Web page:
Nowdays, the market is full, so price dropped. Nearlly everybody who does some music has a small recording studio.
Everybody wants to get a professional sound with low costs. There is a whole new problem to be solved, price.
Plug-in manufactures try to emulate the glorious sound of some hardware goodies and they do well in my opinion, for example.

Cheap hardware is another case. If you look at SM Pro Audio for example, they sell 8CH preamp at 200$... Open this an look at the electronics. Everybody who knows a little about electronics will know why this cant sound good. But its more important to spend 4 cent on a capiciator than 23 cent...
Price is dominating sound quality in some cases. Great gear is much more expansive than it could be. But nowdays, there are less people familiar in electronics, so the industry can demand this prices.
But back to the topic, this makes new problems. Try to get a good sound out of a signal recorded with an sm pro audio... Needs to be solved :-)

On the other hand....Some gear is invented to solve a problem that isn´t there, but the industry is pushing the global opinion to accept this problem and solve it the given way.
If i think of analog summing devices, for example, i still see no need to get one again. The "analog touch" of a recording (many people seem to search for this) can be achieved by many other ways with much better results. But if you decide for analog summing, than you need more converters and maybe a wordclock..so the industry is working.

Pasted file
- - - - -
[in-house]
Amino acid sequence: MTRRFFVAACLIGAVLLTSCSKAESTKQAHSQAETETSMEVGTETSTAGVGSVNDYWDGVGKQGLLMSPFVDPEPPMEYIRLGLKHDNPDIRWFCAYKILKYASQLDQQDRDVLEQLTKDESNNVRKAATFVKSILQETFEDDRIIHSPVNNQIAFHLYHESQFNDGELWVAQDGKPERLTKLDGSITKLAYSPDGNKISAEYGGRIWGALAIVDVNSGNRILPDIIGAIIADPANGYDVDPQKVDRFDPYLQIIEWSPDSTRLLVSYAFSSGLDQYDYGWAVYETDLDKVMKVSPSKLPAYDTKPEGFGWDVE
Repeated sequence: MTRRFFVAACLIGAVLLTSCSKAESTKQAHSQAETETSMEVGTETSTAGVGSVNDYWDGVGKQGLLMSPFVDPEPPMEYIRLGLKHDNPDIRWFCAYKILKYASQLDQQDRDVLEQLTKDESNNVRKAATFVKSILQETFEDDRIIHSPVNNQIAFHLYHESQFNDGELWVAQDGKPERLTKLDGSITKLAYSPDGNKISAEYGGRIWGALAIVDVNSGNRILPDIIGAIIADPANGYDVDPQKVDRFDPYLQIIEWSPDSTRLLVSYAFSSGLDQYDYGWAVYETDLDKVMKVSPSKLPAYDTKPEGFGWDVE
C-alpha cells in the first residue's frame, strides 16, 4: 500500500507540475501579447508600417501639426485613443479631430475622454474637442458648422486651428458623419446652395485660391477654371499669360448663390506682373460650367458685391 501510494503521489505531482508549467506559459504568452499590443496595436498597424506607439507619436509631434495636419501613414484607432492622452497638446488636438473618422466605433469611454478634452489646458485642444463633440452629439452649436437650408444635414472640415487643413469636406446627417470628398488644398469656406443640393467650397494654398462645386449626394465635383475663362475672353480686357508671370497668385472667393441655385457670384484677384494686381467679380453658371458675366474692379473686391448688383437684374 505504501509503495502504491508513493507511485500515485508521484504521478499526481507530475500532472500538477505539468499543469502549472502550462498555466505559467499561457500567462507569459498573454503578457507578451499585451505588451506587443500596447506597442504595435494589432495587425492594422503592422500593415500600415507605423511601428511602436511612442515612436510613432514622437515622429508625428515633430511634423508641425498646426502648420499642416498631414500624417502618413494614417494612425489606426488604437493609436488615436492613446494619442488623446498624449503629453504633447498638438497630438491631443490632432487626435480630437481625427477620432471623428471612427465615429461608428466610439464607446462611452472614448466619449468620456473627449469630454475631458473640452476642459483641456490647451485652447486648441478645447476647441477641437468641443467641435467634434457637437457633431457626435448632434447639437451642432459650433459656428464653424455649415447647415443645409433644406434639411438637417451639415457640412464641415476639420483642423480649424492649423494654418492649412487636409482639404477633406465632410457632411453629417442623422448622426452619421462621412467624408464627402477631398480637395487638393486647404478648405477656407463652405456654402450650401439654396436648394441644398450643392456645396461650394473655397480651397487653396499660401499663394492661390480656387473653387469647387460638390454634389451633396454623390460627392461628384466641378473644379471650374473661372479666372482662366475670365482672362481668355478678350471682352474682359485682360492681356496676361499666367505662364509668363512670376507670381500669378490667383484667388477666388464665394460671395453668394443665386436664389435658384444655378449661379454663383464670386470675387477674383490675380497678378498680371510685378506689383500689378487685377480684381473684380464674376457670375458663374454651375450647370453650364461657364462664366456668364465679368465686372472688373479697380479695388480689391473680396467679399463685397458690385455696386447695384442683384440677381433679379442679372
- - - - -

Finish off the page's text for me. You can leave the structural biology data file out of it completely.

At the end of the day i use the device which solves my special problem, from digital to analog, from lo to high cost. But i normally try to think twice and use the gear, not the other way round.

We´re caught in a spiders web :-)

2. Musical sense

Every genere has its own rules, or let me call it customers expectation about sound. Rockabilly wants its slapback delay, Rock wants in your face drums...etc.
But if you break some rules, it can get your own style, the reason why people come to your studio. If its modern to bring in a gated reverb and you´re disgusted by this idea, well, i would drop it. If the record company isn´t satisfied well.... i would have to put it, but i would like to say i wont. (Maybe in some years :-))
Technical inventions can improve abilities. What about bringing the drum room mics in with a transient designer or using reamping devices. Great improvments.

Ok, gear changes the quality of musicans trying to produce a record.
Nowdays, its easy to bring a bad drum performance back to a good drum performance. Although i think that some drummers and some bands got the magic nowdays, too. But what had you to do in the past? You had to hire a professional drummer. In the end the record was done by humans.
Some bands sound like gods on tape, cause they arent on tape or the tape was manipulated, but if you go to a live gig, youll often be very disappointed.
But if you arent a musician, youll maybe not notice. Maybe its more important to a record company that they all look good. Technic can make them sound good.